- American's hub serving the Dallas/Fort Worth area and United's in Houston were hard hit.
- Texas was slammed by a historic winter storm and record cold temperatures.
- The unusual weather created perilous roadway conditions and left millions without power.
Airlines have canceled more than 4,000 flights in Texas since Monday as an unusual winter storm bringing snow, ice and record cold temperatures hit the state, creating perilous road conditions and knocking out power to millions.
Nearly 900 flights to and from Dallas/Fort Worth International Airport, American Airlines biggest hub, were canceled on Tuesday, more than half of the schedule. Close to 1,000 flights were canceled there on Monday as the storm snarled travel at the end of the Presidents Day weekend.
American was putting airport staff up at hotels to help avoid commuting problems.
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George Bush Intercontinental/Houston Airport, a major United Airlines hub and the city's William P. Hobby Airport, a Southwest Airlines hub, said they would remain closed until 4 p.m. CT.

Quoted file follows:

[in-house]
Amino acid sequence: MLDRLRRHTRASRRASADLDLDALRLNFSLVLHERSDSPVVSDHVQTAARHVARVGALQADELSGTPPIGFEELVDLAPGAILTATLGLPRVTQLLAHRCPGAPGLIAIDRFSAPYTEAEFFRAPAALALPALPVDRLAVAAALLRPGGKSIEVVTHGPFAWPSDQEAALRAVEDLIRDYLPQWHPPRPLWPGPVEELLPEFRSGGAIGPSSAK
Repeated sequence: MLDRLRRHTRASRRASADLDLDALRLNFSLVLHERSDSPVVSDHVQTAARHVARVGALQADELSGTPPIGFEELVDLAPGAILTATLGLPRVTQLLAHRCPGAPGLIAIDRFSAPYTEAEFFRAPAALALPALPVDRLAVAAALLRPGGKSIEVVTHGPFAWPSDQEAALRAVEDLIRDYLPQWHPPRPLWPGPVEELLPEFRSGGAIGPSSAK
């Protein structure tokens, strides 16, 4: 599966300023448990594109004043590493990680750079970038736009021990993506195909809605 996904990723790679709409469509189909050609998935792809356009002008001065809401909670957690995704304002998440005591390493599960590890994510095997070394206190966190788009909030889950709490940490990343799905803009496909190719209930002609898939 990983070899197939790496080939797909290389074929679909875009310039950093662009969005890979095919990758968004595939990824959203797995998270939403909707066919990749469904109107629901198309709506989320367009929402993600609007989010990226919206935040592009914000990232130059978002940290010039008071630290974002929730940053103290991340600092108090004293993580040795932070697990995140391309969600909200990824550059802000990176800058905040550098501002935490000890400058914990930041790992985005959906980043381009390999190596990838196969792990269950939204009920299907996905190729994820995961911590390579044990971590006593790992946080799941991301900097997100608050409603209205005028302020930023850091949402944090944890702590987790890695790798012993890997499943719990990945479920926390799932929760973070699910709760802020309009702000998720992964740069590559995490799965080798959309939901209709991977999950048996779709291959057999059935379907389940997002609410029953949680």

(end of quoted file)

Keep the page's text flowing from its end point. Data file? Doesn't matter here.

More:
More than 100 flights in and out of Chicago were also canceled on Tuesday after the region received more snow.
Airline schedules have been drastically reduced because of the Covid pandemic, but the storm struck after carriers saw a bump in demand for the long weekend. The Transportation Security Administration's daily U.S. airport screenings topped 1 million on Thursday and Friday for the first time since early January.
Southwest Airlines on Tuesday said it has registered an uptick in leisure travel demand since January,
though it expects February revenue to still come in between 65% and 70% below 2019 levels, slightly better than a previous forecast.
"We suspect there will be a small financial impact from these flight cancelations and delays," said Cowen airline analyst Helane Becker in a note.